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Responsible Pet care: Professional Teeth Cleaning for Dogs and Cats

dental care for catsYour dog or cat’s teeth need to be brushed daily in order for your pet to have good dental health.  A veterinarian can provide you with tooth paste and a tooth brush specifically designed for cleaning your pet’s teeth.  The tooth paste will be available in flavors preferred by your dog or cat – such as poultry flavor.  If you begin brushing while your pet is still quite young, he will find it acceptable and will allow you to do it daily.

However, you may be a very busy person and just do not have the time to do this cleaning on a daily basis.  If you do not clean your pet’s teeth yourself, your pet will probably need a professional dental treatment every year.  This type of treatment involves anesthesia, making it so your dog or cat is “asleep” during the procedure.  Your pet is put under while the vet takes x-rays, does an exam, performs the teeth cleaning much like the one you get at your dentist, and then polishes up the teeth.

There are indicators that your pet is in need of a professional cleaning.  They are:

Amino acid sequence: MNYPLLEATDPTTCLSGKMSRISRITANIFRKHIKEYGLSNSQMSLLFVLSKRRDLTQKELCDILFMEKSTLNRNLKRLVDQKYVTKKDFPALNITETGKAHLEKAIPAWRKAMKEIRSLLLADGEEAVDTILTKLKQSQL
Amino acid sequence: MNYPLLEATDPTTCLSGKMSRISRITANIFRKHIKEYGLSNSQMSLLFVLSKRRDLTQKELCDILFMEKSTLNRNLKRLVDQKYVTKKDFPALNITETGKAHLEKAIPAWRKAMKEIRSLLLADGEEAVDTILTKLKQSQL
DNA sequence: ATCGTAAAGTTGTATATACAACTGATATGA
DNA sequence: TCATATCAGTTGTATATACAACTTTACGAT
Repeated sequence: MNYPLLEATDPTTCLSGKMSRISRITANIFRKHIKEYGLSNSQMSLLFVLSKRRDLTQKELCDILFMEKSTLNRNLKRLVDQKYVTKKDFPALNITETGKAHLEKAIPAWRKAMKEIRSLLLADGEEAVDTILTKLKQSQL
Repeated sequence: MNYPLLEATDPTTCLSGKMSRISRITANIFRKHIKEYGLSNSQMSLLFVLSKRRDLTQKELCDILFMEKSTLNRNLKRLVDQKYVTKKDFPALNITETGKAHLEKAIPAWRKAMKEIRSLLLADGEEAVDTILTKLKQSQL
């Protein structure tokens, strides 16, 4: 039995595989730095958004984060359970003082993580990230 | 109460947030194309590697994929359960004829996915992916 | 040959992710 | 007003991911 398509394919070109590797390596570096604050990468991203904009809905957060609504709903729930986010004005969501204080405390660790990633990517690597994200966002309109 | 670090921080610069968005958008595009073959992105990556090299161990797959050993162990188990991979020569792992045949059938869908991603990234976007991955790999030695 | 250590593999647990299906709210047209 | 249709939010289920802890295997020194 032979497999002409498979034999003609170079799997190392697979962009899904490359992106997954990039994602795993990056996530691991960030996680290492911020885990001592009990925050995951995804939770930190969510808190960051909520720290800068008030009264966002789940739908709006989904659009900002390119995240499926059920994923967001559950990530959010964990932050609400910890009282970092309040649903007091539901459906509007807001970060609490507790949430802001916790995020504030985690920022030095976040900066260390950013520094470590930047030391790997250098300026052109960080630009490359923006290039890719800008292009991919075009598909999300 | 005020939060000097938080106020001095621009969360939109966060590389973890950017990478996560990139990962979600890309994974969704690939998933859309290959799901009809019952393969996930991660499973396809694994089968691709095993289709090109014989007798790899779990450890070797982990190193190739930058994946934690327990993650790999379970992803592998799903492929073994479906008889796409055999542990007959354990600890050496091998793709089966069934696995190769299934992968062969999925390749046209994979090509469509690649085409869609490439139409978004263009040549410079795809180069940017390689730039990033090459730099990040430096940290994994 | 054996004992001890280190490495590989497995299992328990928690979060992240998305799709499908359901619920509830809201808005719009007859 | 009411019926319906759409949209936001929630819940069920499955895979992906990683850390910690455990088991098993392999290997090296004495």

• Bad breath
  • Tartar and plaque that are visible on the teeth
  • Red, inflamed gums
  • Bleeding from the gums
  • Pet’s failure to eat
  • Drooling

If left untreated, the 80 percent of bacteria that live in the plaque and tartar on your pet’s teeth will eventually travel through his entire body, possibly causing infection to his heart, liver, kidneys, lungs, joints and intestinal system.  Additionally, the gums and the bone below the gum line will be damaged.

There are four stages of dental disease that lead up to this worst-case scenario.

  1. First, the dog or cat develops Gingivitis.  This is evident when the gums are redder than usual, particularly around the gum line.
  2. The next stage is Early Periodontitis where the gums remain red and irritated and begin to swell.
  3. The third stage is Moderate Periodontitis where the gums are still red and swollen and begin to detach from the teeth.
  4. The fourth and final stage is Advanced Periodontitis, where the gums and bones are destroyed, teeth loosen, and bacteria spread throughout the body.

If you want to avoid the condition of your pet’s teeth advancing to any of these four stages, either brush the pet’s teeth daily or take him in for a professional cleaning as often as your veterinarian says is necessary.  In the long run, the procedures will pay off for you, since your dog and cat will be pain-free and have unobjectionable breath, and you will not have to worry about further health problems that poor dental health can contribute too.